Letters

It was the Serbs’ own fault …

RE: “Collateral Damage of the Environmental Kind

09/08/00

It was the murderous actions of the Serb people that forced NATO to bomb Yugoslavia. The pollution of Yugoslavia is therefore the fault of the Serb people because they willfully continued to engage in genocide against the people of Kosovo. Therefore NATO had no choice but to bomb the targets that it did. Saying that NATO is responsible is like saying that a policeman is responsible for the property damage that a criminal causes during a pursuit. Considering that the Serbs are responsible for the majority of the problems in the Balkans and are responsible for starting World War I, they have gotten what they deserve.

Carl Schmid

 



No, it wasn’t

RE: “Collateral Damage of the Environmental Kind

09/08/00

Regardless of legal responsibility, NATO has a moral responsibility to clean up its mess. The people of the region should not be condemned to live in a dangerously polluted area because NATO thinks its actions justifiable in the face of the Milosevic regime’s atrocious behavior in Kosovo.

The majority of Serbian people do not support that regime, and while they struggle to rid themselves of it, they should not be punished with long-term health consequences due to NATO actions. NATO attacked full of righteous moral outrage at the tragedy of the Kosovars, and now abandons any morality toward another group of innocent civilians whom they have harmed with their attack.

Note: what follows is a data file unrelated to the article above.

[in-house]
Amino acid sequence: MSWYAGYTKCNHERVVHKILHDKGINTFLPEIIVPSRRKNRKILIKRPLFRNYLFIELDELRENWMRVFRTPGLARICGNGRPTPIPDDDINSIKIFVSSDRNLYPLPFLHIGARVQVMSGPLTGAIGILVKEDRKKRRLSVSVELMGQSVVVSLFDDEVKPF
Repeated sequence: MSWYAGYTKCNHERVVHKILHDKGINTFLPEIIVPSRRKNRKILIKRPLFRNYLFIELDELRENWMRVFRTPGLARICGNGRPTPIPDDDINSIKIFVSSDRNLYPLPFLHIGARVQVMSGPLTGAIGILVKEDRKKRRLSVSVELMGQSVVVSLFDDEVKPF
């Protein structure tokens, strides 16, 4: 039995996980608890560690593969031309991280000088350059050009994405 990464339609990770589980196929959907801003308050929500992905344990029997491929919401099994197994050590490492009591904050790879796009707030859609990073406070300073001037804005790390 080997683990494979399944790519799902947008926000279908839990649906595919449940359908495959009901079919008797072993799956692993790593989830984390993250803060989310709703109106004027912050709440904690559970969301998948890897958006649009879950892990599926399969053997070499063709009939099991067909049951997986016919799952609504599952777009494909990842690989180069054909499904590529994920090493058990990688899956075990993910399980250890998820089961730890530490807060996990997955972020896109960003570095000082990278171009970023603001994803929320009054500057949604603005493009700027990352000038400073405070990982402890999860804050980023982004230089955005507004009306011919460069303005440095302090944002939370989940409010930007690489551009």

Bob Heffron

 



09/08/00

It is long overdue for the US and its fellow warriors to take responsibility for their crimes of international terrorism, and to have the pilots who dropped the bombs and their superiors who gave the orders be subjected to personally removing left-over cluster bombs scattered over the country. Have them also experience the fun of cleaning up the chemical mess that was spilled. But most of all let them smell, touch, and see the consequences of their “humanitarian” bombs upon the hundreds of human bodies in Serbia. This would be a more substantive step than simply legal measures. How much longer will the rest of the world stand for US-instigated and encouraged international terrorism?

Stephen G. Lewis

 



Tough love for Serbia

RE: “Collateral Damage of the Environmental Kind

09/07/00

I think if the Yugoslavian people were concerned about pollution they should have gotten rid of that mad man Milosevic instead of crying about being hurt in a war. What has happened, happened. Bad things happen when despots are attacked. Tough! I say don’t give them a nickel until they get the despots out of control.

D. N. Smith

 



Clean up will be too late

RE: “Collateral Damage of the Environmental Kind

09/07/00

The NATO countries that participated actively in the bombing are morally and legally responsible for cleaning up the environment. Unfortunately, given the politicizing of the issue, Yugoslavia may never be heard in any venue these countries dominate.

Eventually, many of the countries in the surrounding areas will be affected. Behind the scenes negotiations will hopefully lead to some sort of cleanup. Of course, it will be too late for the generations already damaged.

Helen Nayar

 



We are everywhere

RE: “MoJo Poll

09/06/00